Sunday, January 22, 2017

Charles Carroll the Signer of The Declaration of Independance

Charles Carroll of Carrollton was born in Annapolis, Maryland, September 30, 1737. With the Declaration of Independence, all the bias and restrictions against Catholics in Maryland ended. Carroll was the only Roman Catholic to sign the Declaration, and of all the signers he risked the most financially, his worth being estimated at $2,000,000. On July 19, 1776, Carroll was appointed to the Board of War, a very important committee, which was in charge of all the executive duties of the military department.

Charles Carroll's Address on the Anniversary of the Declaration of Independence, August 2, 1826:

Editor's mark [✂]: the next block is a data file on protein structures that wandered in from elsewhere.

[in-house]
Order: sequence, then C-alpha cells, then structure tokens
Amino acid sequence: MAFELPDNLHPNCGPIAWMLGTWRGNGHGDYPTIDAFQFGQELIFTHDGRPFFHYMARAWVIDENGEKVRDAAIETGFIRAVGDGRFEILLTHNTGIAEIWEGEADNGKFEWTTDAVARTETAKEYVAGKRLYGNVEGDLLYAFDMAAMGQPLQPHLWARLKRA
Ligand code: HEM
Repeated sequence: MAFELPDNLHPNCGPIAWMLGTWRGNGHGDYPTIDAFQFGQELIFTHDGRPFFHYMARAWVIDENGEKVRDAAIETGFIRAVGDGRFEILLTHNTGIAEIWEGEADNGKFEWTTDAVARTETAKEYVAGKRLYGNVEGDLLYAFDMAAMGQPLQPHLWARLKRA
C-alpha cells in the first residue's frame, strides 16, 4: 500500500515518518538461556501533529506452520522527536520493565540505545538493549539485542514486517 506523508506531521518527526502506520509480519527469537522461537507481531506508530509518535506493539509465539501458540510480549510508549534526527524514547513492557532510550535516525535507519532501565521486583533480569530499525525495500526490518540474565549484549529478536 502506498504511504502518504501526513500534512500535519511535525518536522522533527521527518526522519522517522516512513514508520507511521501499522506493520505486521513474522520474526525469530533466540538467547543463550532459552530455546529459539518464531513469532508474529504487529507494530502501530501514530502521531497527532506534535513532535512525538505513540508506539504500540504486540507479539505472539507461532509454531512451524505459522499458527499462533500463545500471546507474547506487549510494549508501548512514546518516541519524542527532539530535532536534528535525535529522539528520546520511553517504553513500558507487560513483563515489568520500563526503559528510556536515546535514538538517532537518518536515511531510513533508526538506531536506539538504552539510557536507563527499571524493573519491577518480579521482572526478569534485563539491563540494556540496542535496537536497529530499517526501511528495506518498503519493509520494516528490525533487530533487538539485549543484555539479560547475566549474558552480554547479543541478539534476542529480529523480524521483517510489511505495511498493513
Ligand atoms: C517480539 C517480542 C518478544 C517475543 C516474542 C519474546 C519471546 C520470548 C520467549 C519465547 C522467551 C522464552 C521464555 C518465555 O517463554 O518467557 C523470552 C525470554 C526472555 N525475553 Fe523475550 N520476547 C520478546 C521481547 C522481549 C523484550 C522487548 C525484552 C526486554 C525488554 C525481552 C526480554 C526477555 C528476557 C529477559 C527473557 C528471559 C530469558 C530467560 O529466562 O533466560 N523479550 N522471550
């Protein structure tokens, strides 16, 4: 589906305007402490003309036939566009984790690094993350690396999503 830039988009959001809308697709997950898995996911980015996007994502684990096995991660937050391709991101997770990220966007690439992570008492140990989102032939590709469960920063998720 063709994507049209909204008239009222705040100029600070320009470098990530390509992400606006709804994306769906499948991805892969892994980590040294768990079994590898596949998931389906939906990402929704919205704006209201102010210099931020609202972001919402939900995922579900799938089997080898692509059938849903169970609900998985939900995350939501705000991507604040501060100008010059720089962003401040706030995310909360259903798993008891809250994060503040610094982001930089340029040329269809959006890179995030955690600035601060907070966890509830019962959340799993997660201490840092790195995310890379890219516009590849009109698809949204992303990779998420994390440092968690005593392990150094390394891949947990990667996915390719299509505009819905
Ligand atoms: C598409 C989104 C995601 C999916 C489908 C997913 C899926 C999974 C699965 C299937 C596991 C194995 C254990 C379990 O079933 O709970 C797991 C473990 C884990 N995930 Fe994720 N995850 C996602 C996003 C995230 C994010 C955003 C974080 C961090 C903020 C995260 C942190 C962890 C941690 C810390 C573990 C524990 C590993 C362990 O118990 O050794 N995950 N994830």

Grateful to almighty God for the blessing which, through Jesus Christ our Lord, he has conferred upon my beloved country in her emancipation and upon myself, in permitting me, under circumstances of mercy, to live to the age of 89 years and to survive the fiftieth year of American Independence, and certifying by my present signature my approbation of the Declaration of Independence adopted by Congress on the fourth day of July, in the year of our Lord, one thousand seven hundred and seventy six, which I originally subscribed on the second day of August of the same year, and of which I am now the last surviving signer. 

I do hereby recommend to the present and future generations the principles of that important document as the best earthly inheritance their ancestors could bequeath to them, and pray that the civil and religious liberties they have secured to my country may be perpetuated to the remotest posterity and extended to the whole family of man.